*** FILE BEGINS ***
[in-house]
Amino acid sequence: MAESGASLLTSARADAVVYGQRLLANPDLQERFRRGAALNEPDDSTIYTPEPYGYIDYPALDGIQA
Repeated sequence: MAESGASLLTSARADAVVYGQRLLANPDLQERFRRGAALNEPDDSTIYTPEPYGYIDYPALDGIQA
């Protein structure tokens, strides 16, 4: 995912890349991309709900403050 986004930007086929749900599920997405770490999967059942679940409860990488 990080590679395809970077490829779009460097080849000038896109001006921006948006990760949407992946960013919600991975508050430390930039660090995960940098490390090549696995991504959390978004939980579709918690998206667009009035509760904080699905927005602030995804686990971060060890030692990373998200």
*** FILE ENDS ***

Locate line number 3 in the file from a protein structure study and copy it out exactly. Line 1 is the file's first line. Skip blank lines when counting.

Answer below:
Repeated sequence: MAESGASLLTSARADAVVYGQRLLANPDLQERFRRGAALNEPDDSTIYTPEPYGYIDYPALDGIQA